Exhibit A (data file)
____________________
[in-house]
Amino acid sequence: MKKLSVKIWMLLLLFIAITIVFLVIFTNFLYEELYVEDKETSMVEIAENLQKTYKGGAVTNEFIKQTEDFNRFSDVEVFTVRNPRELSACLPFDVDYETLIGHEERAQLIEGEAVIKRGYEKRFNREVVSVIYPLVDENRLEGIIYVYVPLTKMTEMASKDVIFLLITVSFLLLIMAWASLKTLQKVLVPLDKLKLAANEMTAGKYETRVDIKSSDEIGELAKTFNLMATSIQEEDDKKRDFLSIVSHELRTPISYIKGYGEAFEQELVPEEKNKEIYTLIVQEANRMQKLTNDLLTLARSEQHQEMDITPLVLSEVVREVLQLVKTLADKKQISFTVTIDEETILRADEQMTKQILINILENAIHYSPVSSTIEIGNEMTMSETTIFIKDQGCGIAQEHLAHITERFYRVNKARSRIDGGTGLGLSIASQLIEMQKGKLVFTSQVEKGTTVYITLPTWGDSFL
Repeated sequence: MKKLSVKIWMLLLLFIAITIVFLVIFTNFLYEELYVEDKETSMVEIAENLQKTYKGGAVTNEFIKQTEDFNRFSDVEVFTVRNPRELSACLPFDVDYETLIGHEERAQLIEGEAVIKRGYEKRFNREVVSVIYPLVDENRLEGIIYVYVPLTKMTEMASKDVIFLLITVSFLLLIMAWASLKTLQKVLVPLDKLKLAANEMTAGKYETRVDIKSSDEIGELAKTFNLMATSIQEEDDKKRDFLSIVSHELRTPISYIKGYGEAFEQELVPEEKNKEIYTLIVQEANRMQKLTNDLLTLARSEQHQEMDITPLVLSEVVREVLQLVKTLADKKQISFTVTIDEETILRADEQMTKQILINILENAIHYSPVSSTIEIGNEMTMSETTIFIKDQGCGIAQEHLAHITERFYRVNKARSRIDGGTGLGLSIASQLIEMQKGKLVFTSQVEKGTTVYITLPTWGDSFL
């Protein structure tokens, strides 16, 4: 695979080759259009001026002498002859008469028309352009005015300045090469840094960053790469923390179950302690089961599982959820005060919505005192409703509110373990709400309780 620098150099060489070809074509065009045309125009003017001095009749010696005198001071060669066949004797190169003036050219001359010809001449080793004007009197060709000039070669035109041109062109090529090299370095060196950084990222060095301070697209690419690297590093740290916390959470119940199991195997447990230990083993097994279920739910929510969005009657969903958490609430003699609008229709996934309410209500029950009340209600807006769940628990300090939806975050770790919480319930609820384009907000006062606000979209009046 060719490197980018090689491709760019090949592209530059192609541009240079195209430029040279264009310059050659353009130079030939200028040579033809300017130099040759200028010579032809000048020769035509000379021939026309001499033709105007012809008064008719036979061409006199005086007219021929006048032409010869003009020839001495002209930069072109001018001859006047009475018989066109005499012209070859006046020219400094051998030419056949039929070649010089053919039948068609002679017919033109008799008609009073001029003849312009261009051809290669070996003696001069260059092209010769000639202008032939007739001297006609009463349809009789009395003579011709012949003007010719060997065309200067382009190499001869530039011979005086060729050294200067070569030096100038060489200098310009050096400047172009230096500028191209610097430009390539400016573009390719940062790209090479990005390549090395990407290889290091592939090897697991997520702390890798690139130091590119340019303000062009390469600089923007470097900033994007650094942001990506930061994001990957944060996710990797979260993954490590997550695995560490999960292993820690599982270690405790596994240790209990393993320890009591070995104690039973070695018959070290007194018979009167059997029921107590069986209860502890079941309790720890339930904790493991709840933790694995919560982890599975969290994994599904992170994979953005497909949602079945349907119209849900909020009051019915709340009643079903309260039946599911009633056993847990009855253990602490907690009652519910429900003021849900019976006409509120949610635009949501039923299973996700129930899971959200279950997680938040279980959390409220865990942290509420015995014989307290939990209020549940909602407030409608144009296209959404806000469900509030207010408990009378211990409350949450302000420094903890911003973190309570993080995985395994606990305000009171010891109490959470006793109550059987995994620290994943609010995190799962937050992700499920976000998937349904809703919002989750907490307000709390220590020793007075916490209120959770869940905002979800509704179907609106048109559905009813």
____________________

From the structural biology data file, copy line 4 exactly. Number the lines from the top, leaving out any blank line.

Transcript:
């Protein structure tokens, strides 16, 4: 695979080759259009001026002498002859008469028309352009005015300045090469840094960053790469923390179950302690089961599982959820005060919505005192409703509110373990709400309780 620098150099060489070809074509065009045309125009003017001095009749010696005198001071060669066949004797190169003036050219001359010809001449080793004007009197060709000039070669035109041109062109090529090299370095060196950084990222060095301070697209690419690297590093740290916390959470119940199991195997447990230990083993097994279920739910929510969005009657969903958490609430003699609008229709996934309410209500029950009340209600807006769940628990300090939806975050770790919480319930609820384009907000006062606000979209009046 060719490197980018090689491709760019090949592209530059192609541009240079195209430029040279264009310059050659353009130079030939200028040579033809300017130099040759200028010579032809000048020769035509000379021939026309001499033709105007012809008064008719036979061409006199005086007219021929006048032409010869003009020839001495002209930069072109001018001859006047009475018989066109005499012209070859006046020219400094051998030419056949039929070649010089053919039948068609002679017919033109008799008609009073001029003849312009261009051809290669070996003696001069260059092209010769000639202008032939007739001297006609009463349809009789009395003579011709012949003007010719060997065309200067382009190499001869530039011979005086060729050294200067070569030096100038060489200098310009050096400047172009230096500028191209610097430009390539400016573009390719940062790209090479990005390549090395990407290889290091592939090897697991997520702390890798690139130091590119340019303000062009390469600089923007470097900033994007650094942001990506930061994001990957944060996710990797979260993954490590997550695995560490999960292993820690599982270690405790596994240790209990393993320890009591070995104690039973070695018959070290007194018979009167059997029921107590069986209860502890079941309790720890339930904790493991709840933790694995919560982890599975969290994994599904992170994979953005497909949602079945349907119209849900909020009051019915709340009643079903309260039946599911009633056993847990009855253990602490907690009652519910429900003021849900019976006409509120949610635009949501039923299973996700129930899971959200279950997680938040279980959390409220865990942290509420015995014989307290939990209020549940909602407030409608144009296209959404806000469900509030207010408990009378211990409350949450302000420094903890911003973190309570993080995985395994606990305000009171010891109490959470006793109550059987995994620290994943609010995190799962937050992700499920976000998937349904809703919002989750907490307000709390220590020793007075916490209120959770869940905002979800509704179907609106048109559905009813």